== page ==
As they were building the ring, local businesses asked to be connected as well. Reedsburg took the path that so many communities have followed, start by building for yourself and expand opportunistically. Of course, this requires that you originally engineer the network so it can be later expanded, which is good practice regardless of your future plans.

Reedsburg used bond anticipation notes, a financial mechanism that few others have used in building similar networks.

A local bank loaned the initial $5 million in bond anticipation notes for planning and construction. Then RUC issued an...

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Posted November 14, 2010 by christopher

Communities with both smart-grid investments as well as community networks are again in the news, this time featuring Chattanooga, Leesburg, and Ponca City. Thanks to my colleague at EnergySelfReliantStates.org, who posted this item. ESRS publishes original content about decentralized renewable energy - mostly of a quantitative nature using charts.

Perhaps one of the reasons the broadband networks run by public power utilities are so much more reliable than those run by telco and cablecos is the many decades that public power companies have focused intently on reliability.

Reliability is a good economic development tool, he said. One business looking at Chattanooga asked about the cost of a redundant feed. After EPB explained its smart grid plans, the company chose Chattanooga and decided it didn’t need a redundant feed, he said. In talking to businesses, "I can tell you ... that they get it and they get the importance of this level of automation."

The article offered more details about Ponca City's wireless network that we had previously not discussed. In addition to offering free Wi-Fi to residents, the Ponca City offers fiber-optic-based broadband to local businesses... and two are quite connected.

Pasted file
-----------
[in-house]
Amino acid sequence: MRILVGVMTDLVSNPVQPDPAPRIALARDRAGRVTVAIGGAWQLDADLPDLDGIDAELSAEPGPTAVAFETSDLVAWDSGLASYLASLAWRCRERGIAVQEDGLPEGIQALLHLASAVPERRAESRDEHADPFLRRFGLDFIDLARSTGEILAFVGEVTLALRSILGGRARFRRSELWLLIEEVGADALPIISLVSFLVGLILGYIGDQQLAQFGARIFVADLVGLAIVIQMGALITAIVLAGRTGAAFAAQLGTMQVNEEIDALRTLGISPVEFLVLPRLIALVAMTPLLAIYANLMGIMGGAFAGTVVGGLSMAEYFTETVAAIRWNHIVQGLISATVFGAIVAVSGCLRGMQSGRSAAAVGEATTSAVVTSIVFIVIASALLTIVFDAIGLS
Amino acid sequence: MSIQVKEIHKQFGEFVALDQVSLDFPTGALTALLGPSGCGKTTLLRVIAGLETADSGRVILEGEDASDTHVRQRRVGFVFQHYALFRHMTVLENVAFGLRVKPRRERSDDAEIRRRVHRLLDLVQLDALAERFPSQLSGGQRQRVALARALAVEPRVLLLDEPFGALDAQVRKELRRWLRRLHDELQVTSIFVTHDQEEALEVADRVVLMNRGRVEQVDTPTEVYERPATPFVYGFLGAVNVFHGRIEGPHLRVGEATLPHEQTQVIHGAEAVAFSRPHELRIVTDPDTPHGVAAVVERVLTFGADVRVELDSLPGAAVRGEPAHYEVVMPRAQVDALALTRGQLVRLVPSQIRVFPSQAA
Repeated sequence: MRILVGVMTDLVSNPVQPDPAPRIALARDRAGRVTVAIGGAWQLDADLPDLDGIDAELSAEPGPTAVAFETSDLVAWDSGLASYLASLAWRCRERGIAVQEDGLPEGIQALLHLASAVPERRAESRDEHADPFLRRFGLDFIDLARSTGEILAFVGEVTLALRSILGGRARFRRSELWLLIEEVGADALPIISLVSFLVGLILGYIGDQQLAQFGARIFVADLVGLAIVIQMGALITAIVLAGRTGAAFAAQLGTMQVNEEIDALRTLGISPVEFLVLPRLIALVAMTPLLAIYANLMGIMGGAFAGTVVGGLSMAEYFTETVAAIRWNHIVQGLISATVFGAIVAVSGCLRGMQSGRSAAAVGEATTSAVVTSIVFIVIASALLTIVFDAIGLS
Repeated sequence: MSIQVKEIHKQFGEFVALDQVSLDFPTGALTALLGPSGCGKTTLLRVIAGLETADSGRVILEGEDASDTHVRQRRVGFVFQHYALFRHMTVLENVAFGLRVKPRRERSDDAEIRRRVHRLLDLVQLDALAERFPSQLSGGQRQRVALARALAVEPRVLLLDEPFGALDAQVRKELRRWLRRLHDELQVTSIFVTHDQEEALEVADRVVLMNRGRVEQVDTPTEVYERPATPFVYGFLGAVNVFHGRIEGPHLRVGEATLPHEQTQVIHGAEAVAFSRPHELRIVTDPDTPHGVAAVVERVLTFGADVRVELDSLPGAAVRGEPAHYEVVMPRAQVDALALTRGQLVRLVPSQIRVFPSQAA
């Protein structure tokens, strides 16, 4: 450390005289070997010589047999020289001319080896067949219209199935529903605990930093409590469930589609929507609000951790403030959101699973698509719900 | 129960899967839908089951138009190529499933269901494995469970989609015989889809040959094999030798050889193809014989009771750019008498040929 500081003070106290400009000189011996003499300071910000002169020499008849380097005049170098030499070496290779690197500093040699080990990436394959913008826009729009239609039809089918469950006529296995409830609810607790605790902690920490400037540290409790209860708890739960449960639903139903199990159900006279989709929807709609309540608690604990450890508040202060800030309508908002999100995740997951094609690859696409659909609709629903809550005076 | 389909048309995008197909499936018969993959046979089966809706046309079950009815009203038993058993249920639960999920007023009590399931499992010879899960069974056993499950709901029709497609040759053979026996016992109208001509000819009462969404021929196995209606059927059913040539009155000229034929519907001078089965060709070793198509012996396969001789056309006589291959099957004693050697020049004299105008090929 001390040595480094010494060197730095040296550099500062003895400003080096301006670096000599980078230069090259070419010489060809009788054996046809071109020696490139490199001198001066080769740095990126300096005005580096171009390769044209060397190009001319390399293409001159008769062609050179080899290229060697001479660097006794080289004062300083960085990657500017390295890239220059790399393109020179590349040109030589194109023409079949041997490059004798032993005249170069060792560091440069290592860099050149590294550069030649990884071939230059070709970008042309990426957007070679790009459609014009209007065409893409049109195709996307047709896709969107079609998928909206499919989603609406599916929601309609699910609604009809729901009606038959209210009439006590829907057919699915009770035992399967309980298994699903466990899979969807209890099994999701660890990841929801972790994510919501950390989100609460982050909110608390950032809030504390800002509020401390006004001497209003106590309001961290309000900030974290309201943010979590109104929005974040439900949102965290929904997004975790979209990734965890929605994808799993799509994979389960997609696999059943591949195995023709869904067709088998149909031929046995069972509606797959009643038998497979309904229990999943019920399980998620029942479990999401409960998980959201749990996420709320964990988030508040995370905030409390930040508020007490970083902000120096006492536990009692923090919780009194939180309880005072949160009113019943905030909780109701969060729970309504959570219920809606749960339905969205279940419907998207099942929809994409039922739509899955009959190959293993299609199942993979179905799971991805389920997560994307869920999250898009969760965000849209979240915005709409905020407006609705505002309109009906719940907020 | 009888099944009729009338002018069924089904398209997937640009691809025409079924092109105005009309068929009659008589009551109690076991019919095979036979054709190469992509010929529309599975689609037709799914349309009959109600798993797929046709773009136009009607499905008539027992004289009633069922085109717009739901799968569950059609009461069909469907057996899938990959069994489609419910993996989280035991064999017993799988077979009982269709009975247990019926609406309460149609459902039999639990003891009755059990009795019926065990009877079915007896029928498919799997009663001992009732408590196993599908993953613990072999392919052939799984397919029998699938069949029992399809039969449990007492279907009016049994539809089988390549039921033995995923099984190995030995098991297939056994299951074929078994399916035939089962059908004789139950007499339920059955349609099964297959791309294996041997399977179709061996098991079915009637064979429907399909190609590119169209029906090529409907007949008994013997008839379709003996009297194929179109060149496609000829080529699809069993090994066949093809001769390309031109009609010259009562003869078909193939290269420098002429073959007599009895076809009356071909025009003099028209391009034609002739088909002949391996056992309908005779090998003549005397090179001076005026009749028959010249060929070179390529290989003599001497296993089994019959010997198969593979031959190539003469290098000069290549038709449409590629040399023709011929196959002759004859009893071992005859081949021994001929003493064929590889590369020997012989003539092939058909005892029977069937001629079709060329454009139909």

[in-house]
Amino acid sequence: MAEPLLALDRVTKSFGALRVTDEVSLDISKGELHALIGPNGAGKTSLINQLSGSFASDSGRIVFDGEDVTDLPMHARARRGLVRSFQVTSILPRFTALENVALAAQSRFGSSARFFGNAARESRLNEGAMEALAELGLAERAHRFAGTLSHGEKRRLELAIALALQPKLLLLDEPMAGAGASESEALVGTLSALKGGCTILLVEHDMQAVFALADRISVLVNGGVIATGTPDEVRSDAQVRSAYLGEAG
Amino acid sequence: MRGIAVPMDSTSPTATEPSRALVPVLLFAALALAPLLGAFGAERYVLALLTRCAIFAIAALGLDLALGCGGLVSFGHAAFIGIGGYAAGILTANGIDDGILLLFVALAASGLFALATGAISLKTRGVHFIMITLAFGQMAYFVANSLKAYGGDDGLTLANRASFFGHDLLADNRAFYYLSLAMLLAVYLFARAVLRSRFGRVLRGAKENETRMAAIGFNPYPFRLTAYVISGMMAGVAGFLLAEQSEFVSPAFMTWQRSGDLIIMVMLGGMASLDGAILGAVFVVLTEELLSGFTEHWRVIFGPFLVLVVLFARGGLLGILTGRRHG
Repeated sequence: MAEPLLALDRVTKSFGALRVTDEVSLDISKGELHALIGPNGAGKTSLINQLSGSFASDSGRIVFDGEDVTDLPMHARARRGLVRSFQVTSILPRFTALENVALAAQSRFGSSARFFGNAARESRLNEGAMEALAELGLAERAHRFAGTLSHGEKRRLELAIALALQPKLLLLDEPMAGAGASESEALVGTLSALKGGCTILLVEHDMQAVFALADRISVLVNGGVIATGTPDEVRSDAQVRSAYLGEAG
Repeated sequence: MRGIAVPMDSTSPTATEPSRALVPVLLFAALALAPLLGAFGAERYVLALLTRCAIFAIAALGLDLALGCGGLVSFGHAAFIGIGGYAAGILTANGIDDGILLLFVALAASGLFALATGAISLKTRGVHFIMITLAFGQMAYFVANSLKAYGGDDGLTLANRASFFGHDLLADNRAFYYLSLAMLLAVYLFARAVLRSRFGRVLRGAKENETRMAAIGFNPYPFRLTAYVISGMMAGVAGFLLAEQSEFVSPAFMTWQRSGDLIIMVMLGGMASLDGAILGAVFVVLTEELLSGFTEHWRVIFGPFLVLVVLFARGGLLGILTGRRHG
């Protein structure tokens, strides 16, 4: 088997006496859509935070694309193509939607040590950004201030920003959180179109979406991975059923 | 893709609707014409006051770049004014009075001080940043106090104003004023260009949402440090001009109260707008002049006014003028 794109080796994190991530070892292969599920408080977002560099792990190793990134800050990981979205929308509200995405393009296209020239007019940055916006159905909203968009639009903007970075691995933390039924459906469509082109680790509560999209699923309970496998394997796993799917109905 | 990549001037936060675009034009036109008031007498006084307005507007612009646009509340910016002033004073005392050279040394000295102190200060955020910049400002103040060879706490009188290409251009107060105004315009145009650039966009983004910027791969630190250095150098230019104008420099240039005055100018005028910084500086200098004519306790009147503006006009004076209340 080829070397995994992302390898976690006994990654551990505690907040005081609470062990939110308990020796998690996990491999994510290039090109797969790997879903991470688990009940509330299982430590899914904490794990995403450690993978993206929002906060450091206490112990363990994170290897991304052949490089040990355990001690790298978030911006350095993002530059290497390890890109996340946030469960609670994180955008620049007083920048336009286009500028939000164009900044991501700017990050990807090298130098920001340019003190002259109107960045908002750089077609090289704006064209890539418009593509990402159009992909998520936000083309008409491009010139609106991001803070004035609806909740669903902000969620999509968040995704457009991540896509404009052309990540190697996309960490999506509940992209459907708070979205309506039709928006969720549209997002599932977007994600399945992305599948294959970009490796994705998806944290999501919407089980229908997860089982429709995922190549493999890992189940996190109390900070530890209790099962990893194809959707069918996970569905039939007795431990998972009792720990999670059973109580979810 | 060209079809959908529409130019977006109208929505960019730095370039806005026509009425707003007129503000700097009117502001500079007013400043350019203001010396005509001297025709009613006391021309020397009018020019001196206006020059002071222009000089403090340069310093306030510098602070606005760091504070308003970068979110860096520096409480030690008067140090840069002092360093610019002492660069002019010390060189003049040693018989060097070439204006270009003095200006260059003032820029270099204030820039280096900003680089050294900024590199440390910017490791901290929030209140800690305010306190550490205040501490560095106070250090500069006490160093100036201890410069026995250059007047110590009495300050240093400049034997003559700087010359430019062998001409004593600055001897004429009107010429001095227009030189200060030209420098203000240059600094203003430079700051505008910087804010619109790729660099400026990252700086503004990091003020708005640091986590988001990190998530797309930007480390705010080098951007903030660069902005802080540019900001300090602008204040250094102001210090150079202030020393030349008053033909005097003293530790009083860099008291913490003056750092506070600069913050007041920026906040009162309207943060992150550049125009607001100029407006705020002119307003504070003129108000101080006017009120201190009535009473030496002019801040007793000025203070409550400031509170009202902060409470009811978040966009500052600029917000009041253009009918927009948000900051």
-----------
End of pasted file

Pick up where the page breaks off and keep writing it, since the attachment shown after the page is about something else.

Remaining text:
Perhaps the most eye-opening benefit is that Ponca City offers all of its 26,000 citizens free WiFi service. The city uses its fiber network to sell broadband services to businesses (one has requested 300 mbps service) and those sales pay for the free WiFi, Baird said. The network is basically support-free, said Baird, adding that he gets one or two calls per week. And the free WiFi is "a huge economic development draw," he said.

Posted October 6, 2010 by christopher

In Virginia, Danville's open access all-fiber network, nDanville, currently serves only businesses and large clients. In the early summer, Danville Utilities decided to recommend expanding the network to between 2,000 and 3,000 residential homes with a 10 year, $2.5 million loan.

As Danville Utilities operates the network purely on a wholesale basis, it would not provide services directly. From an article leading up to the decision: